PARAMUS…Adjunct professors, who teach a majority of the classes at Bergen Community College, have ratified a first contract agreeing to a deal with free tuition for dependents, pay raises and incentives for continuing professional development. “This contract is good for our faculty and improves the working conditions at Bergen Community College (BCC) so students will benefit as well,” said communications professor Kristin Reeves, acting chair of the chapter.

Reeves, who has been teaching at BCC for 16 years, was among the adjunct faculty who voted to form the BCC chapter of United Adjunct Faculty of New Jersey-American Federation of Teachers in March 2012. The local represents approximately 550 adjunct faculty at Bergen and 4,000 total at Passaic, Morris, Hudson, Essex, Camden, Mercer, Middlesex, Sussex and Union County colleges.

The Bergen contract offers benefits rare for part-time faculty. Unit members and dependents may attend two college classes per semester tuition free. Once the contract is finalized, faculty will receive pay for professional development including an incentive for learning to teach online classes using the college’s system.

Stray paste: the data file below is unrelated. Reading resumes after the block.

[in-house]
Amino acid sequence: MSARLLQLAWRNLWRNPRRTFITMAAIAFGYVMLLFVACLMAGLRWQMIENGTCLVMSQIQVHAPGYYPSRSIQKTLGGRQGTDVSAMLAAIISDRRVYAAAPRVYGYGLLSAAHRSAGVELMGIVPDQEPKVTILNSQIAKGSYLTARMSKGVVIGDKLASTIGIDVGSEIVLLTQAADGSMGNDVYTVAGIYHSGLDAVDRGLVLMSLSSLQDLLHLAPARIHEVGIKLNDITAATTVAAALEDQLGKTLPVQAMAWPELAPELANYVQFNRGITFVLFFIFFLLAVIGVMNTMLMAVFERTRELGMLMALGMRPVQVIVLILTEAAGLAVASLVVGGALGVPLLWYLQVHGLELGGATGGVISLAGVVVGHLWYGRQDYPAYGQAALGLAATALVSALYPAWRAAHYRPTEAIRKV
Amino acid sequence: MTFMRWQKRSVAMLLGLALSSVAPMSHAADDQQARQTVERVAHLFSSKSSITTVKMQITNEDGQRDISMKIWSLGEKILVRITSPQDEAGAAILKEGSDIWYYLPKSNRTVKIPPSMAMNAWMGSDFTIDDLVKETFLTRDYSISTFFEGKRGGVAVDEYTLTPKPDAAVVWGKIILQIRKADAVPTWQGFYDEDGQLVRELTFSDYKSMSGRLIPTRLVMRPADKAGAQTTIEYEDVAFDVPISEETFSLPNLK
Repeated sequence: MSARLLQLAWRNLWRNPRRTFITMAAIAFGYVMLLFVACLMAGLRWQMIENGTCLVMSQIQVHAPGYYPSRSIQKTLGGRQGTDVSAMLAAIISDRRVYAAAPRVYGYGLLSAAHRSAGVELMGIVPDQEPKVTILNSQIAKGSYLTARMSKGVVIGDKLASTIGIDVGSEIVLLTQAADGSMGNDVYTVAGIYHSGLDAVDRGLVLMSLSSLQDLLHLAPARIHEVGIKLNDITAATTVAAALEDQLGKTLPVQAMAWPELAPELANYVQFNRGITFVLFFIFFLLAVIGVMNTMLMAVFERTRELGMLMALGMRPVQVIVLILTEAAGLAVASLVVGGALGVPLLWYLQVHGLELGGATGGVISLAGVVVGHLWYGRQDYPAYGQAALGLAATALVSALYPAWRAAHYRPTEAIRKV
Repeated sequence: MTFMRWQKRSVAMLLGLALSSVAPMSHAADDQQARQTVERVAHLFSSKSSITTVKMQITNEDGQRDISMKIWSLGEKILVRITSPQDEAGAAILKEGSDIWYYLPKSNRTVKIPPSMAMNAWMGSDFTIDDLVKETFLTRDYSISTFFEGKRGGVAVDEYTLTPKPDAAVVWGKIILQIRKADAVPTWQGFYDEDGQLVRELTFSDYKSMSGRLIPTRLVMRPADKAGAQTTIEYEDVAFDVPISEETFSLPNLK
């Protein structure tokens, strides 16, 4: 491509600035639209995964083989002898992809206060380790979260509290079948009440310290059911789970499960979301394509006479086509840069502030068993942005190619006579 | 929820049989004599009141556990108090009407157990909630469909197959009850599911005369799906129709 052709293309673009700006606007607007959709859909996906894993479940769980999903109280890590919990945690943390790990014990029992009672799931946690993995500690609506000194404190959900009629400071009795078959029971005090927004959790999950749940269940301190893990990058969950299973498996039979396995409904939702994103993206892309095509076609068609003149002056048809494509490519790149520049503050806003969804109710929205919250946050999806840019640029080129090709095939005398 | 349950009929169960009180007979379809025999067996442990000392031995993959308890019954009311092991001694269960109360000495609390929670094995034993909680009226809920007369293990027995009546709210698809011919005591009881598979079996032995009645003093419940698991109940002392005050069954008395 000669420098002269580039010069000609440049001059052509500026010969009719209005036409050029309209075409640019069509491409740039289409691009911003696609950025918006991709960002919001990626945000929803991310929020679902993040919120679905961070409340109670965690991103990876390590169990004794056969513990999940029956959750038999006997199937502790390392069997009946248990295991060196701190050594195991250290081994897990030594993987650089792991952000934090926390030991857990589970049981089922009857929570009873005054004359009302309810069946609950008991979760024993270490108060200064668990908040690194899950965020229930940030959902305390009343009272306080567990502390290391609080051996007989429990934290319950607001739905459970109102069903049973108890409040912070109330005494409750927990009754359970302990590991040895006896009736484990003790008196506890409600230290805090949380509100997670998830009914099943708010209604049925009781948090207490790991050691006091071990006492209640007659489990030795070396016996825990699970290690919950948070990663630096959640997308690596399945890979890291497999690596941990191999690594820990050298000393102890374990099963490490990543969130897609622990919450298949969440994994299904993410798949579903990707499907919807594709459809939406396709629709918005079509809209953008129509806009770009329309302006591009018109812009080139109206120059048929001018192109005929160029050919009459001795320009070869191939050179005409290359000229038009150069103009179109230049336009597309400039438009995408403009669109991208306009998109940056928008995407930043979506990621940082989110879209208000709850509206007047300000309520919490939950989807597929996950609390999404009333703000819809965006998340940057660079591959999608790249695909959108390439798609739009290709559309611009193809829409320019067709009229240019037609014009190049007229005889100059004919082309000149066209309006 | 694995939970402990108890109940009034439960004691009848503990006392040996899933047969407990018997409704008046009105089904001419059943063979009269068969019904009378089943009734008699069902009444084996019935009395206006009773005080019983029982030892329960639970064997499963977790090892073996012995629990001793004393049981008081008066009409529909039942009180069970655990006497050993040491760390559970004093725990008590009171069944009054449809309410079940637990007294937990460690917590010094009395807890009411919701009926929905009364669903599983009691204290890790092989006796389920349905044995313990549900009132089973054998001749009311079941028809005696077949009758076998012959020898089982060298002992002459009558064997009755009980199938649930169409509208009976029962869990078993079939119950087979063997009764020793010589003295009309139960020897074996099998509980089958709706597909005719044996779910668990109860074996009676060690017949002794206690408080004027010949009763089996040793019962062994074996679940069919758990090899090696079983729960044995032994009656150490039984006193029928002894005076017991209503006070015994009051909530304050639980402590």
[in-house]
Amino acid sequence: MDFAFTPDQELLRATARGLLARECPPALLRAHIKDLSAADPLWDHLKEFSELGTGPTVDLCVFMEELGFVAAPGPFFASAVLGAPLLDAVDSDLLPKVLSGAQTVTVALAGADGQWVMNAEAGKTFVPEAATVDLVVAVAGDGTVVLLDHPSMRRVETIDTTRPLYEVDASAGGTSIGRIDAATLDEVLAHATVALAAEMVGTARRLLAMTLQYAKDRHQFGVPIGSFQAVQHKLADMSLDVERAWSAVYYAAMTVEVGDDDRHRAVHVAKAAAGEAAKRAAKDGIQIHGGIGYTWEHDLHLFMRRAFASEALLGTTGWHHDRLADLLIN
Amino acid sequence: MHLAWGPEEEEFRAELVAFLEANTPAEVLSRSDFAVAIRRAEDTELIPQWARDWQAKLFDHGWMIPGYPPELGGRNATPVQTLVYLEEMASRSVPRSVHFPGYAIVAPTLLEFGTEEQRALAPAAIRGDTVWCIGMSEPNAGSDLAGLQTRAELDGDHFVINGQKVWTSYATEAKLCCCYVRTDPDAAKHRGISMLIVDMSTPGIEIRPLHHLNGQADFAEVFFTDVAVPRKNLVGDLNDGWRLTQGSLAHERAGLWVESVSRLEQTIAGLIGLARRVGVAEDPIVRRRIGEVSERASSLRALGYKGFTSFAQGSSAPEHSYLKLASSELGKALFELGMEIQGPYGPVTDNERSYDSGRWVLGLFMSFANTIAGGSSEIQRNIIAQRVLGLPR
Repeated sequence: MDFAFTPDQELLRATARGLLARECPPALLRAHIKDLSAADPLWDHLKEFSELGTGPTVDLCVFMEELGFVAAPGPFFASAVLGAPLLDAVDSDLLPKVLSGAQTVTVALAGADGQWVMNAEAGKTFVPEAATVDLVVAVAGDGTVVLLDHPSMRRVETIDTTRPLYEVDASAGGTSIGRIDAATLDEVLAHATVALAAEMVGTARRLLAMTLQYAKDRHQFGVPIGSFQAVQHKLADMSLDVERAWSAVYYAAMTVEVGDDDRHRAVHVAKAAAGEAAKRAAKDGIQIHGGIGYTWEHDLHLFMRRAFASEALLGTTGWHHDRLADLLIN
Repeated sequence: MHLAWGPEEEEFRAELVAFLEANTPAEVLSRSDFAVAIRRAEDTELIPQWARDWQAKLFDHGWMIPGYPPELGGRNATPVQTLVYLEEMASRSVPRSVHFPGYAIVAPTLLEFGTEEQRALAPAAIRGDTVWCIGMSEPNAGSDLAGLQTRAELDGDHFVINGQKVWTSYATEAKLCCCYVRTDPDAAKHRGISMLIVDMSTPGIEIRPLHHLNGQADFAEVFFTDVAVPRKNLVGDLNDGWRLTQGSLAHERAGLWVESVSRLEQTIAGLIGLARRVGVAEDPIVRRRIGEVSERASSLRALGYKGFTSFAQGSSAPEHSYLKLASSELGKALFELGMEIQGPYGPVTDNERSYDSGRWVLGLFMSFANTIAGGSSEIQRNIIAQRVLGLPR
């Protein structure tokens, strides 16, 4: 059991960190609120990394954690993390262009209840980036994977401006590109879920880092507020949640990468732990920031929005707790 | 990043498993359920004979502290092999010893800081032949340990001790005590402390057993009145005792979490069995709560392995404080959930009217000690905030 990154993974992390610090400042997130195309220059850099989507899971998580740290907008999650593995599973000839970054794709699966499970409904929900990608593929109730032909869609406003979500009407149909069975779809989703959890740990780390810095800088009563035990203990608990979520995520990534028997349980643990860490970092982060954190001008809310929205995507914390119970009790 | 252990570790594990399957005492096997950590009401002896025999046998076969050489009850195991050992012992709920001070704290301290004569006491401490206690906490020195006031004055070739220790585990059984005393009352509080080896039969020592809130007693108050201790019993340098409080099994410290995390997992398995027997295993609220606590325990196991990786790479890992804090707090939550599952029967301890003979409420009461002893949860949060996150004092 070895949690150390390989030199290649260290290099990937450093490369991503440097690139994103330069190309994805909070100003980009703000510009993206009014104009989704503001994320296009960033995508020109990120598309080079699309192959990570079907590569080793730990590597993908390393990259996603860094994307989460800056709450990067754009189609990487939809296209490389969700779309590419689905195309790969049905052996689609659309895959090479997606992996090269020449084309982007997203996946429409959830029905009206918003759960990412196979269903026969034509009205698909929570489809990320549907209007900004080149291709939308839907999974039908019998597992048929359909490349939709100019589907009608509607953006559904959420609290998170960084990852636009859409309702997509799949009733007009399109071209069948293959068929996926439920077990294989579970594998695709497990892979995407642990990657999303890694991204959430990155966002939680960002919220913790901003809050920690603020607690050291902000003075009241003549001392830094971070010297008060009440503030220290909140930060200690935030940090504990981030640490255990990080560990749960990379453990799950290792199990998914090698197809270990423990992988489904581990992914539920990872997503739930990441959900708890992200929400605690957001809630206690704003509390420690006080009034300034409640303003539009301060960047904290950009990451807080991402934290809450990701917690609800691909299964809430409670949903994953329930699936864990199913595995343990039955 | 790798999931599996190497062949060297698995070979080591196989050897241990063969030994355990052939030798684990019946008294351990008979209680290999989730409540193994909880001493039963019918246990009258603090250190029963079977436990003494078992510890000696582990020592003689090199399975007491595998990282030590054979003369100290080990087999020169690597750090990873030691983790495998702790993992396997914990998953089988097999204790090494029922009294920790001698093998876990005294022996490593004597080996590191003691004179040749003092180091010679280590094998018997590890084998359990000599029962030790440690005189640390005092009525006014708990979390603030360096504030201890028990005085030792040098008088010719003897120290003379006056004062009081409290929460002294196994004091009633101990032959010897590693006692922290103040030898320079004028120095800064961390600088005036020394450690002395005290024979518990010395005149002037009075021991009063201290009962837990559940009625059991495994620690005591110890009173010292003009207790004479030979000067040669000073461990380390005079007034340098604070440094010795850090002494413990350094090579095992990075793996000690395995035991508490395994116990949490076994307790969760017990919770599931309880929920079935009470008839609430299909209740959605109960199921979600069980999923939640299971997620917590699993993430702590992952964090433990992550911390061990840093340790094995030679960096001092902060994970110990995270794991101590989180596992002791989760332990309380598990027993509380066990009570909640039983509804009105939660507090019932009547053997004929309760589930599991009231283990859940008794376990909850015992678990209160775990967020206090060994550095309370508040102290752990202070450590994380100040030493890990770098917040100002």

If a class assigned to an adjunct is cancelled within one week of the start of the semester, the professor will receive a cancellation fee worth half a credit hour. Adjunct faculty make more than $700 per credit with an increase of approximately eight percent over the four years of the agreement.

Since many adjunct faculty teach classes at multiple schools having scheduled classes cancelled is a common complaint. “I teach at William Paterson University as well as BCC so I juggle scheduling and transportation at the beginning of semesters and see my colleagues doing the same,” said Reeves. “Adjuncts are the first to lose classes to last-minute cancellations due to low enrollment or scheduling conflicts so the fee is a recognition of work done to prepare for the class and loss of opportunity.”

Members voted to approve the contract with mail in ballots, which were counted Friday. The College’s Board of Trustees is expected to confirm the ratification at its October meeting.


The American Federation of Teachers New Jersey is the largest higher education union in the state, representing faculty and staff at all the public research and four-year colleges and universities and half the community colleges.